After the Justice and Development Party (AKP) came to power in Turkey in 2002, became one of the main priorities of Erdogan’s foreign policy. Turkish President Recep Tayyip Erdogan does not spend a year without touring Africa: since coming to power in 2002, he has visited 31 African countries, some more than once, notably Algeria, Senegal, Somalia, and South Africa.
The Third Africa-Turkey Economic and Business Forum, attended by 250 delegations from 41 countries and over thirty African heads of state, concluded its work on October 23 in Istanbul. It was a prelude to the third summit of the Turkey-Africa partnership scheduled for December 17-18, where Ankara intends to demonstrate the success of the new strategic cooperation between Turkey and the countries of the Dark Continent. Ankara has officially proclaimed the slogan “From Cooperation to Strategic Partnership” concerning Africa, and Presidential Spokesperson İbrahim Kalın even refers to Turkey as “an Afro-Eurasian country” occasionally.
In recent years, Turkey’s activity in Africa can only be compared with that of China. As of 2020, the Turkish trade volume with African countries exceeded $25 billion, and Turkish investments rose to $7 billion. The number of Turkish diplomatic missions in Africa has increased from 12 to 43, with 31 of them opened after 2009 and several more planned. In addition, Turkish Airlines is now a significant player in Africa, serving more than 60 destinations, and Istanbul has become a logistics hub linking Africa to other continents.
Until recently, Turkey’s influence was growing particularly fast in East Africa and the western part of Sahel, in the Horn of Africa and Somalia, but now it has spread to West Africa. Moreover, the military element of cooperation is no less important than the purely economic or humanitarian aspects. “In addition to the supply of military equipment, there is also a military presence in Libya and Somalia. Now there is talk about Turkey’s military deployment in Chad and other countries,” French TV5-Monde reported in a review titled “Turkey’s Expanded Influence in Africa – Globalization of the Country’s Foreign Policy” in late October. For example, Ethiopia, one of the continent’s fastest-growing countries, where Turkey is the second-largest investor after China, has already expressed interest in acquiring Turkish drones to fight insurgents in the Tigray region.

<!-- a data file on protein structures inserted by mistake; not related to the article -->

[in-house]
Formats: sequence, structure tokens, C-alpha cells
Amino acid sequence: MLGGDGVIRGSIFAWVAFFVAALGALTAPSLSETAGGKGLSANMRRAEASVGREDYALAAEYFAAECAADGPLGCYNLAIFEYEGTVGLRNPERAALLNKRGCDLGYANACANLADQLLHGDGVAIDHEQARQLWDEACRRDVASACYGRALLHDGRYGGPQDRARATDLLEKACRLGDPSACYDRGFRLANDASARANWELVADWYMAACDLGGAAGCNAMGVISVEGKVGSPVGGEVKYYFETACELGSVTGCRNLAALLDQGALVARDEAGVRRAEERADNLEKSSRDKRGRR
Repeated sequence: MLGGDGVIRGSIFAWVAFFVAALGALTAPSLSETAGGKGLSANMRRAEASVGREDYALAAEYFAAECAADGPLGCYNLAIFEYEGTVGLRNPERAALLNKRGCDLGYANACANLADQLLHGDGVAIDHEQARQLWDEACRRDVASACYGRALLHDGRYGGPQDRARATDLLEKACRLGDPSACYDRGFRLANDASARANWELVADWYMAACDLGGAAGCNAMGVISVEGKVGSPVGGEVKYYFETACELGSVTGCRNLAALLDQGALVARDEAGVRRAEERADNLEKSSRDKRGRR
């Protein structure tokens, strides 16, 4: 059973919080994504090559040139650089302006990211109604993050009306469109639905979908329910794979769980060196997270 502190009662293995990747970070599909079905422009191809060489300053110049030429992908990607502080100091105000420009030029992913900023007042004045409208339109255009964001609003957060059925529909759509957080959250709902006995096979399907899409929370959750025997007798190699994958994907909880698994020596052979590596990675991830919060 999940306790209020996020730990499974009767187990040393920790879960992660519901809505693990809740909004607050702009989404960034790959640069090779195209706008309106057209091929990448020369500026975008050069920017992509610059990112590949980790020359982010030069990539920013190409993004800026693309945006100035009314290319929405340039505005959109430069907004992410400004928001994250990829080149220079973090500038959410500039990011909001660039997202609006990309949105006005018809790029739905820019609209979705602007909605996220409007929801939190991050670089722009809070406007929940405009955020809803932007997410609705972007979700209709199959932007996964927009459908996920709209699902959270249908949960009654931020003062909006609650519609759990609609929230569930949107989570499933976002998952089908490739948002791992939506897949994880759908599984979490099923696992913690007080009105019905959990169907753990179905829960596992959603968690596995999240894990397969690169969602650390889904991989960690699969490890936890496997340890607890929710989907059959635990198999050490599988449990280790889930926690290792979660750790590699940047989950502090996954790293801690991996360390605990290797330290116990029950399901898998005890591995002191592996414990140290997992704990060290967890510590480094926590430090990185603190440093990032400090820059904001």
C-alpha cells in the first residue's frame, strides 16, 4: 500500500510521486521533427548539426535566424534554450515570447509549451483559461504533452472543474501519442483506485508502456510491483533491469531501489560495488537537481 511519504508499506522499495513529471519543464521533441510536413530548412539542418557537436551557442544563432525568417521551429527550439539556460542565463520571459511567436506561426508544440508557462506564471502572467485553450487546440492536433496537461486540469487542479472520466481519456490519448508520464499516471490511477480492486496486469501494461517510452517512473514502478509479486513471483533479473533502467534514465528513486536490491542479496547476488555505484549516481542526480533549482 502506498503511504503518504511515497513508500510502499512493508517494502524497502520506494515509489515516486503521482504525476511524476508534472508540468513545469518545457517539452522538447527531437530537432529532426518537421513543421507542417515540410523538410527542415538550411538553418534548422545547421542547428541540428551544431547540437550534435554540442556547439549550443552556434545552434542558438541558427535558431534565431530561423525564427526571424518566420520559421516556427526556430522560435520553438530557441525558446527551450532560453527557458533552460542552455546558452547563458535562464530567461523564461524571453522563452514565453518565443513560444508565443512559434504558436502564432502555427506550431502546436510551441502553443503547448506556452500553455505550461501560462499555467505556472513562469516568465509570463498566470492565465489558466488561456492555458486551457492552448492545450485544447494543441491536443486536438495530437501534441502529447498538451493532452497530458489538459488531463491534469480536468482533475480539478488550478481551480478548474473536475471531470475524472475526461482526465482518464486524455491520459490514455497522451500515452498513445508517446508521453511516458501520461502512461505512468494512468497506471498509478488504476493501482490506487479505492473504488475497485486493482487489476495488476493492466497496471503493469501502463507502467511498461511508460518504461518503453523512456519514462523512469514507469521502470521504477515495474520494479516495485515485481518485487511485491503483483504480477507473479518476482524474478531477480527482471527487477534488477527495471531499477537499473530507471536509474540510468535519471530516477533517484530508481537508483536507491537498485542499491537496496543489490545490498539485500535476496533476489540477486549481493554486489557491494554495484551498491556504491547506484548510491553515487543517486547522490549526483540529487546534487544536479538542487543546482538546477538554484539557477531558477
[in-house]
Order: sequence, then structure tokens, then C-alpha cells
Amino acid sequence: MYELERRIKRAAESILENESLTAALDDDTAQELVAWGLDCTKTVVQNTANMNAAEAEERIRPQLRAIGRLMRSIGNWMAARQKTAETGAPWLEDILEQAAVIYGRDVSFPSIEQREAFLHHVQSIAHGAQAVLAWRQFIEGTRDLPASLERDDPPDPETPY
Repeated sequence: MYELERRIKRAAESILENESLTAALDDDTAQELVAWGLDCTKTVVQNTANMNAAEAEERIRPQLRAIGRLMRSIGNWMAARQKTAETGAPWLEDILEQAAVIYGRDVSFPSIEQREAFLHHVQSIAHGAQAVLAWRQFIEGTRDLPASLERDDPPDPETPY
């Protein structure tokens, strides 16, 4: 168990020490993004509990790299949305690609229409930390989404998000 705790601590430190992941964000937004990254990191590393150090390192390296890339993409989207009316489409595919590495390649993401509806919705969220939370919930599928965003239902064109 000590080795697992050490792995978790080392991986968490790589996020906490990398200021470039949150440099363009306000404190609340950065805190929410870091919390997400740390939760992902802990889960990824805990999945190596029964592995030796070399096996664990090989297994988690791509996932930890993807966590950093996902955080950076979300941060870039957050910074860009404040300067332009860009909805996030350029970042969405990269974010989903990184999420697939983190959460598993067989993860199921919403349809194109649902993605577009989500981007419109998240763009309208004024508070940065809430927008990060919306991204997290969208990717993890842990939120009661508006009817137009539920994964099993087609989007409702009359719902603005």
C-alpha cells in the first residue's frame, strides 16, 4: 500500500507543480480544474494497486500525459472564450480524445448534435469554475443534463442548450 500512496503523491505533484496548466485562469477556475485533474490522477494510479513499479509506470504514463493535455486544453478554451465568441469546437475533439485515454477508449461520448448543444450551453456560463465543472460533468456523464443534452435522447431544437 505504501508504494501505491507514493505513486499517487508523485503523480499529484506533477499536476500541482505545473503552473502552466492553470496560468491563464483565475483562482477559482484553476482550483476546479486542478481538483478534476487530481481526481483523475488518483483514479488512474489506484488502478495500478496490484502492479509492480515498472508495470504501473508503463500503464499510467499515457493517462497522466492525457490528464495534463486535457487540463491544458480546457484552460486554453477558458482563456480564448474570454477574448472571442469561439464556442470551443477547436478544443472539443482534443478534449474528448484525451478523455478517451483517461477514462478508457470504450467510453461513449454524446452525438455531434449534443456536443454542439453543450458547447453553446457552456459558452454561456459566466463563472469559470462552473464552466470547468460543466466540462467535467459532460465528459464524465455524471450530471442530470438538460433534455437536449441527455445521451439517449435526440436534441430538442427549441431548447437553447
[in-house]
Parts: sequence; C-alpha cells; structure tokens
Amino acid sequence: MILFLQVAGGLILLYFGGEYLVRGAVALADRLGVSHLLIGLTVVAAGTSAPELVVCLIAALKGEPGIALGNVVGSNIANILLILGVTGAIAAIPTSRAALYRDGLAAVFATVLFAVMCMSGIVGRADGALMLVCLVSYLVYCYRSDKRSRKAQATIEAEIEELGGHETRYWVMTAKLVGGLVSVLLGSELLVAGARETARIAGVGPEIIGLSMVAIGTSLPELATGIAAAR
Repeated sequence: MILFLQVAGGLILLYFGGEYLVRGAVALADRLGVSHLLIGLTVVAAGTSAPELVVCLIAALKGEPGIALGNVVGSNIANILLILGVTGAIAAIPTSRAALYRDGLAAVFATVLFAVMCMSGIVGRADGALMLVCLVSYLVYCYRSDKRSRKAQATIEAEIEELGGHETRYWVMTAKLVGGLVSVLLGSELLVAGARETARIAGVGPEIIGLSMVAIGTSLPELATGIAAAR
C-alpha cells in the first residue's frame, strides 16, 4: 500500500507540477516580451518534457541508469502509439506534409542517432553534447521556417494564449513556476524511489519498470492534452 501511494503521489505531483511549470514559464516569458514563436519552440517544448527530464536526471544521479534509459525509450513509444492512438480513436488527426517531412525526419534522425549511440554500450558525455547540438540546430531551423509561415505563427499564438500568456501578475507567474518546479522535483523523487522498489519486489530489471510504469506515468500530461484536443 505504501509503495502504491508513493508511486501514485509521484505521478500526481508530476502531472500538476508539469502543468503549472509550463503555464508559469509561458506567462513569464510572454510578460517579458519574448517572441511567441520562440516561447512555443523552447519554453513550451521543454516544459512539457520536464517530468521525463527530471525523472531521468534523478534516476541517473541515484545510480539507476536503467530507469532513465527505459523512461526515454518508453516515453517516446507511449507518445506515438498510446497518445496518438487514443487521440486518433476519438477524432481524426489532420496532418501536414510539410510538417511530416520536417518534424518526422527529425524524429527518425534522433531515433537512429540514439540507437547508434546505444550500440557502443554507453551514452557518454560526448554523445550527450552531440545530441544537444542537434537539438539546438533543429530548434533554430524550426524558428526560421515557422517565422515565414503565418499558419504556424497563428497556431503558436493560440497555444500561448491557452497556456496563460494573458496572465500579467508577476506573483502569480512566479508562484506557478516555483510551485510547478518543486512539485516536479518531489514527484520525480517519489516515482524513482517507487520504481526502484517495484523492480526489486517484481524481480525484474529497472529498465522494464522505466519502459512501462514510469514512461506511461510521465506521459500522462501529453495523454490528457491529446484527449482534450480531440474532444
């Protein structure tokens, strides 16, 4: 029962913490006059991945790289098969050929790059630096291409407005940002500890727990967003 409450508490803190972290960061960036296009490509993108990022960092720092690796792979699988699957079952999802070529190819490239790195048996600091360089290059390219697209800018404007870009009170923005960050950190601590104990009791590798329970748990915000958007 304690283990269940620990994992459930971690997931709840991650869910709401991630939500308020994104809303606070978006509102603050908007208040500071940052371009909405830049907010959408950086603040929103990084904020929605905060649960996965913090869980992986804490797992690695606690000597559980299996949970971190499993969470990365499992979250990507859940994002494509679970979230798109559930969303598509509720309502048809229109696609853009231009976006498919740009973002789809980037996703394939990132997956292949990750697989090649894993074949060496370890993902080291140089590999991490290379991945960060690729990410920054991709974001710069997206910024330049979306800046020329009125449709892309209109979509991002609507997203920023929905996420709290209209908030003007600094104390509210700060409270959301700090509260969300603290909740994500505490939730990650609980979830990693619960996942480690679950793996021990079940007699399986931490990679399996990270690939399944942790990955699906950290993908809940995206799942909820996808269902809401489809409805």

Against this background, the phrase “Today Turkey is a strategic partner of the African Union” can be increasingly heard in the official speeches of the Turkish authorities.
The Turkish leader usually visits African countries accompanied by several hundred businessmen, demonstrating Ankara’s specific interest in a particular African country. Mainly, Turkey’s interest in African mining and military cooperation is often seen. In addition, Turkish companies are trying to make extensive use of cheap local labor, as wages are low in most African countries. Therefore, Africa is becoming increasingly attractive for Turkish companies to move several production facilities, which require less skilled labor.
At the same time, Ankara realizes that its position in Africa is weaker than that of the Western countries with a colonial past in the Dark Continent and China, which has recently dramatically increased its presence in Africa. Previously, only North Africa was part of the Ottoman Empire, and therefore Turkey’s position was fragile south of the Sahara. Given that, unlike Western countries, Turkey joined the “African game” later, to succeed in Africa, Ankara came up with “its card” in expansion by starting to use “soft power,” setting African countries against European countries, engaging in self-promotion and propaganda. Since Ankara’s “soft power” on the Dark Continent has suddenly but successfully become a competitor to other players, both traditional, the USA, France, China, and India, and those that have appeared here relatively recently, such as Saudi Arabia and the UAE.